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Help improve habitat for frogs, insects and other wildlife at Tulip St Reserve next to the Sandringham Family Leisure Centre.

Bayside is blessed with green space but has few wetlands. The pond at the Reserve is one place where frogs can be found. Friends of Native Wildlife have been monitoring frogs in the pond for the Melbourne Water Frog Census for over 20 years. We are regularly finding three different species of frogs and many invertebrates in the pond. The pond is ephemeral - it dries up from time to time.

Join us to dig in a variety of plants to improve habitat for the frogs and insects.

Where: Corner Tulip St and Reserve Rd Cheltenham, south of the BMX corner
Parking in Tulip St or Park Rd
Melway: 86 D1
Please bring: sturdy shoes, working gloves and warm clothes, water. PLEASE BRING YOUR OWN CUP OR MUG.
Photo: Spotted Marsh Frog, Nick Talbot

Sun 30 Jun 2024 10:00am to 11:30am
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Tulip St Pond development proposal submission PP 49/2020

Tulip Street Pond is one of the very few places in Bayside where frogs regularly breed, particulary larger frogs such as the Eastern Banjo (Pobblebonk) frog. Planning proposal 49/2020 for basketball courts impacts the pond, but neglects to consider the pond's importance to frogs and other native wildllife. Friends of Native Wildlife Inc. lodged an objection to the proposal with Council. This is a copy of our objection.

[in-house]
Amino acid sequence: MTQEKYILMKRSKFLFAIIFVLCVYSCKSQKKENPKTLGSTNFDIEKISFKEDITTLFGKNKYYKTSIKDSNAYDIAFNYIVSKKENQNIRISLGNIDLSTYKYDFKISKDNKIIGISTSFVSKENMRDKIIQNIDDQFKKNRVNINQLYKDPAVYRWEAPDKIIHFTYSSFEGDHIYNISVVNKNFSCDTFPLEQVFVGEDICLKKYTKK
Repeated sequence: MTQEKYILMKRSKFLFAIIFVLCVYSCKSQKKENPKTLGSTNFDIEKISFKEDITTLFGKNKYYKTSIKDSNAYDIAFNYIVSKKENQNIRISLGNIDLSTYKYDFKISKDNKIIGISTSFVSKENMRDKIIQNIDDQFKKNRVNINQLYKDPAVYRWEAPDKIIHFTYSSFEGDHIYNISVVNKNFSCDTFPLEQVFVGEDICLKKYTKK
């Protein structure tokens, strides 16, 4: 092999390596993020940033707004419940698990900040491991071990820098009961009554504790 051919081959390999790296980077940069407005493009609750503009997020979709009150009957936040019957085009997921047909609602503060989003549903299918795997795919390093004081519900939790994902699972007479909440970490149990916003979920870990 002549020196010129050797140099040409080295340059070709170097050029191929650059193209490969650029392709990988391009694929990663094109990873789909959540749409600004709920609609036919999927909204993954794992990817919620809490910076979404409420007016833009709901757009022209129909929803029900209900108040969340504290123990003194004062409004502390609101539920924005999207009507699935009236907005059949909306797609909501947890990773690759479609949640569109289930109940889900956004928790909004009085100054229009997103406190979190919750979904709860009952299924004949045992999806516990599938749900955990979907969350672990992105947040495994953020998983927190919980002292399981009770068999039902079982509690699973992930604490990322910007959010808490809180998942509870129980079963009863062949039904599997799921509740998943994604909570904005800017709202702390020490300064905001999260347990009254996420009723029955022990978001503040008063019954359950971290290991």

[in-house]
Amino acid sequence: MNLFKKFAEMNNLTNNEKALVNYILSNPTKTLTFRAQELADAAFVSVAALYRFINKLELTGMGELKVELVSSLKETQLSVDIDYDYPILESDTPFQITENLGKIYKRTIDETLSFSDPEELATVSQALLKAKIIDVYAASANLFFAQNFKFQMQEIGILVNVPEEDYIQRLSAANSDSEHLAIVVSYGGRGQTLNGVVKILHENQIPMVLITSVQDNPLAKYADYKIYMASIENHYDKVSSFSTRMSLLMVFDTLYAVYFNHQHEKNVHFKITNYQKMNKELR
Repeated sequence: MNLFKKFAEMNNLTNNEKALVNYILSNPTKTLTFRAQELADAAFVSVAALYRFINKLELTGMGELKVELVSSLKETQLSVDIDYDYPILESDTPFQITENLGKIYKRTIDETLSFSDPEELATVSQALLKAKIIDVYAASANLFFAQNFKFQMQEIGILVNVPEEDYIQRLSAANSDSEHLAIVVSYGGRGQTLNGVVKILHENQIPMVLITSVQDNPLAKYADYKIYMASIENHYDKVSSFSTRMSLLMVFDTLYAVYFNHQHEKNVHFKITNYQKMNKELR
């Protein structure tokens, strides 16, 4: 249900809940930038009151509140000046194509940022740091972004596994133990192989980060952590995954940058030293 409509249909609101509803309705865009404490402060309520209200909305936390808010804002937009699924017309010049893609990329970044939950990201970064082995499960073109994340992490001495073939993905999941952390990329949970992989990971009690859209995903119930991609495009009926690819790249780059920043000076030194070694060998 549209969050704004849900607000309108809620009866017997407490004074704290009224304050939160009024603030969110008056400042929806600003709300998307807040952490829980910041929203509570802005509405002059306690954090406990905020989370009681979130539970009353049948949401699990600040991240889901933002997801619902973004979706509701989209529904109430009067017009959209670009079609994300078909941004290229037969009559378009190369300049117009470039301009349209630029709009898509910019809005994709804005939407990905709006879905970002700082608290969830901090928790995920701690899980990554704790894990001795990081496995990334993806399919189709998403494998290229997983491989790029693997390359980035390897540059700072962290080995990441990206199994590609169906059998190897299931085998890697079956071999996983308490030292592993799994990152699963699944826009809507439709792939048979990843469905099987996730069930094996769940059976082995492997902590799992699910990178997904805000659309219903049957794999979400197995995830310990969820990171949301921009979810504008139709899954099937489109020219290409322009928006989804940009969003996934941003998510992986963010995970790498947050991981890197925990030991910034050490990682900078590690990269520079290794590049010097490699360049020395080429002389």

2020 Bayside Council Election - Responses to Candidate Questionnaire

We sent a questionnaire to every candidate for the 2020 Bayside Council election who provided contact details to the Victorian Electoral Commission (61 out of 66). We asked about issues we think are important for our community. It is not our intention to dictate to anyone how they should vote in the Council election, and we will not be endorsing any candidates. Rather, we want you to be well informed when you exercise your vote.

Vale Ian Parsons

Vale Ian Parsons, aged 93.  A life spent close to nature.
Ian Parsons
Ian was a volunteer at Braeside Park for many years, part of Bayside Environmental Friends Network and of course, a life member of Friends of Native Wildlife Inc.

The Little Wattlebird

Little Wattlebirds are the first to wake and last to roost in our neighbourhood. Their unique range of calls are varied, loud and constant, with some of the stranger, harsh grating noises very unbirdlike. A Japanese visitor enquired about the strange noisy animals that woke him on his first morning in Australia. Upon being shown a Little Wattlebird in full voice he could not believe a bird, especially one that small, was responsible.


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